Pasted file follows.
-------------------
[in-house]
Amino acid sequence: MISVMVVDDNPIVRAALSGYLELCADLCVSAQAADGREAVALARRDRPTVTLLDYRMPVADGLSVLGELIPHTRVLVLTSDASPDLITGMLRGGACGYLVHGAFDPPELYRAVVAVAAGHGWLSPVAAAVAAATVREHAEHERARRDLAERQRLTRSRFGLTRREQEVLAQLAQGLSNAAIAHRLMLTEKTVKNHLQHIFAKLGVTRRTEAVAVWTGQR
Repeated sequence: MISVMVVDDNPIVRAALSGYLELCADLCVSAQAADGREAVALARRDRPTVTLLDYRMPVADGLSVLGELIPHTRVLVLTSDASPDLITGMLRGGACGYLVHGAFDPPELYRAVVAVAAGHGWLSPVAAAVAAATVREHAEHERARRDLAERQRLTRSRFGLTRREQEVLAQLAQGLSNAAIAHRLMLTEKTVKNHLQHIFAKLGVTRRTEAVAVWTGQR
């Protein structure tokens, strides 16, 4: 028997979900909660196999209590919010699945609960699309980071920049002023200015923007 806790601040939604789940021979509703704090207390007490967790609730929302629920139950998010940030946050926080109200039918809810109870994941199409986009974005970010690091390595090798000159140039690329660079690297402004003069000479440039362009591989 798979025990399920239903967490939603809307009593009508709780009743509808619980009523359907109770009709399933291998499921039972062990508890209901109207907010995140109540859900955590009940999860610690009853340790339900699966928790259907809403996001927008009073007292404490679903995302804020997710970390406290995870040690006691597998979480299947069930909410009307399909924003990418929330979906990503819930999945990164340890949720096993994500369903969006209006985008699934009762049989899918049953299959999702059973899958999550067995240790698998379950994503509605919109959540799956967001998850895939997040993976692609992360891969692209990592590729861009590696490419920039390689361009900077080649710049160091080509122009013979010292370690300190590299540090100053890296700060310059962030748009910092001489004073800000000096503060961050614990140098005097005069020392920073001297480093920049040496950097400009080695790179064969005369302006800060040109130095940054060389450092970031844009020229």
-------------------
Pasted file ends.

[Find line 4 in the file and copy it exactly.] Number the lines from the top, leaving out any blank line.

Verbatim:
């Protein structure tokens, strides 16, 4: 028997979900909660196999209590919010699945609960699309980071920049002023200015923007 806790601040939604789940021979509703704090207390007490967790609730929302629920139950998010940030946050926080109200039918809810109870994941199409986009974005970010690091390595090798000159140039690329660079690297402004003069000479440039362009591989 798979025990399920239903967490939603809307009593009508709780009743509808619980009523359907109770009709399933291998499921039972062990508890209901109207907010995140109540859900955590009940999860610690009853340790339900699966928790259907809403996001927008009073007292404490679903995302804020997710970390406290995870040690006691597998979480299947069930909410009307399909924003990418929330979906990503819930999945990164340890949720096993994500369903969006209006985008699934009762049989899918049953299959999702059973899958999550067995240790698998379950994503509605919109959540799956967001998850895939997040993976692609992360891969692209990592590729861009590696490419920039390689361009900077080649710049160091080509122009013979010292370690300190590299540090100053890296700060310059962030748009910092001489004073800000000096503060961050614990140098005097005069020392920073001297480093920049040496950097400009080695790179064969005369302006800060040109130095940054060389450092970031844009020229």